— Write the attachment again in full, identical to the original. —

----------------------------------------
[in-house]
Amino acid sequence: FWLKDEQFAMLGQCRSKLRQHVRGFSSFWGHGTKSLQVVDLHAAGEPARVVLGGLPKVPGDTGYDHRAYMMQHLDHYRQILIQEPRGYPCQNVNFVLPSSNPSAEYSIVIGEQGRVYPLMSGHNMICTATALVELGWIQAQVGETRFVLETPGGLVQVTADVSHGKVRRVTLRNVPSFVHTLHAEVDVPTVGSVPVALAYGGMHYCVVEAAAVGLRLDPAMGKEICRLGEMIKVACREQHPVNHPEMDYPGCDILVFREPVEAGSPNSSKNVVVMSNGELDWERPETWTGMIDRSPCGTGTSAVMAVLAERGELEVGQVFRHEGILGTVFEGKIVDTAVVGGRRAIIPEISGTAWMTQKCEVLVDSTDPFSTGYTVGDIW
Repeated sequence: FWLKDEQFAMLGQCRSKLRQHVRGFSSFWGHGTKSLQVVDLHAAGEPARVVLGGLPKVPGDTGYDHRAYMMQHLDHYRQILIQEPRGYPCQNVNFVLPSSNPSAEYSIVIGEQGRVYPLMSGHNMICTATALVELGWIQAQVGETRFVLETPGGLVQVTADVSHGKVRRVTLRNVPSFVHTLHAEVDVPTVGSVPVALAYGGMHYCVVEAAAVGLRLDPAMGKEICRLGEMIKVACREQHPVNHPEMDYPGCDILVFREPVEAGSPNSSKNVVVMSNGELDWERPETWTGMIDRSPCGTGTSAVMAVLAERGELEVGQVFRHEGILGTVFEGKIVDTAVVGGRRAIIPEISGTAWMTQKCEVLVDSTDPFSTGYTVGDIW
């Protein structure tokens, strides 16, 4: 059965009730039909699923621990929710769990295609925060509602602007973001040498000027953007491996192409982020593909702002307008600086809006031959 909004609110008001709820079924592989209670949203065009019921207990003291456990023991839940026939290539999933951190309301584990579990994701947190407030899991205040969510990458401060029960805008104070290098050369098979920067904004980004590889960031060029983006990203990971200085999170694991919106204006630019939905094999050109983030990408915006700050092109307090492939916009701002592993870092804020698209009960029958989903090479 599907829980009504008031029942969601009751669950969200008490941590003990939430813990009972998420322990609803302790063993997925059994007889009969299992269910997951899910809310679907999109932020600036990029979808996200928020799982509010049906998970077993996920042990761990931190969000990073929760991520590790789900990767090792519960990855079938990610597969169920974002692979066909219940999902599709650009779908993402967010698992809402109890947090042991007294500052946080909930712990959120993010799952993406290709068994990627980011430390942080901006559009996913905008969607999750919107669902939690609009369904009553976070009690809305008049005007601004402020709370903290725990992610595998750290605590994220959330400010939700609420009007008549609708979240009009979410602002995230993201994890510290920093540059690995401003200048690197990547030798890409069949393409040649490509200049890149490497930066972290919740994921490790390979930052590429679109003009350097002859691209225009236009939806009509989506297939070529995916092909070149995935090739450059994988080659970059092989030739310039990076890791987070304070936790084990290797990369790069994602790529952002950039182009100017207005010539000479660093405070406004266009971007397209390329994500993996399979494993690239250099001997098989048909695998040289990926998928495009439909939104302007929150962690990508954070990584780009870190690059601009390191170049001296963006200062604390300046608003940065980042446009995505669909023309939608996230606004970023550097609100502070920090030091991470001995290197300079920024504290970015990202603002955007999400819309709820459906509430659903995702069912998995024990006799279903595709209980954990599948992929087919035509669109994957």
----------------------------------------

[in-house]
Amino acid sequence: FWLKDEQFAMLGQCRSKLRQHVRGFSSFWGHGTKSLQVVDLHAAGEPARVVLGGLPKVPGDTGYDHRAYMMQHLDHYRQILIQEPRGYPCQNVNFVLPSSNPSAEYSIVIGEQGRVYPLMSGHNMICTATALVELGWIQAQVGETRFVLETPGGLVQVTADVSHGKVRRVTLRNVPSFVHTLHAEVDVPTVGSVPVALAYGGMHYCVVEAAAVGLRLDPAMGKEICRLGEMIKVACREQHPVNHPEMDYPGCDILVFREPVEAGSPNSSKNVVVMSNGELDWERPETWTGMIDRSPCGTGTSAVMAVLAERGELEVGQVFRHEGILGTVFEGKIVDTAVVGGRRAIIPEISGTAWMTQKCEVLVDSTDPFSTGYTVGDIW
Repeated sequence: FWLKDEQFAMLGQCRSKLRQHVRGFSSFWGHGTKSLQVVDLHAAGEPARVVLGGLPKVPGDTGYDHRAYMMQHLDHYRQILIQEPRGYPCQNVNFVLPSSNPSAEYSIVIGEQGRVYPLMSGHNMICTATALVELGWIQAQVGETRFVLETPGGLVQVTADVSHGKVRRVTLRNVPSFVHTLHAEVDVPTVGSVPVALAYGGMHYCVVEAAAVGLRLDPAMGKEICRLGEMIKVACREQHPVNHPEMDYPGCDILVFREPVEAGSPNSSKNVVVMSNGELDWERPETWTGMIDRSPCGTGTSAVMAVLAERGELEVGQVFRHEGILGTVFEGKIVDTAVVGGRRAIIPEISGTAWMTQKCEVLVDSTDPFSTGYTVGDIW
């Protein structure tokens, strides 16, 4: 059965009730039909699923621990929710769990295609925060509602602007973001040498000027953007491996192409982020593909702002307008600086809006031959 909004609110008001709820079924592989209670949203065009019921207990003291456990023991839940026939290539999933951190309301584990579990994701947190407030899991205040969510990458401060029960805008104070290098050369098979920067904004980004590889960031060029983006990203990971200085999170694991919106204006630019939905094999050109983030990408915006700050092109307090492939916009701002592993870092804020698209009960029958989903090479 599907829980009504008031029942969601009751669950969200008490941590003990939430813990009972998420322990609803302790063993997925059994007889009969299992269910997951899910809310679907999109932020600036990029979808996200928020799982509010049906998970077993996920042990761990931190969000990073929760991520590790789900990767090792519960990855079938990610597969169920974002692979066909219940999902599709650009779908993402967010698992809402109890947090042991007294500052946080909930712990959120993010799952993406290709068994990627980011430390942080901006559009996913905008969607999750919107669902939690609009369904009553976070009690809305008049005007601004402020709370903290725990992610595998750290605590994220959330400010939700609420009007008549609708979240009009979410602002995230993201994890510290920093540059690995401003200048690197990547030798890409069949393409040649490509200049890149490497930066972290919740994921490790390979930052590429679109003009350097002859691209225009236009939806009509989506297939070529995916092909070149995935090739450059994988080659970059092989030739310039990076890791987070304070936790084990290797990369790069994602790529952002950039182009100017207005010539000479660093405070406004266009971007397209390329994500993996399979494993690239250099001997098989048909695998040289990926998928495009439909939104302007929150962690990508954070990584780009870190690059601009390191170049001296963006200062604390300046608003940065980042446009995505669909023309939608996230606004970023550097609100502070920090030091991470001995290197300079920024504290970015990202603002955007999400819309709820459906509430659903995702069912998995024990006799279903595709209980954990599948992929087919035509669109994957």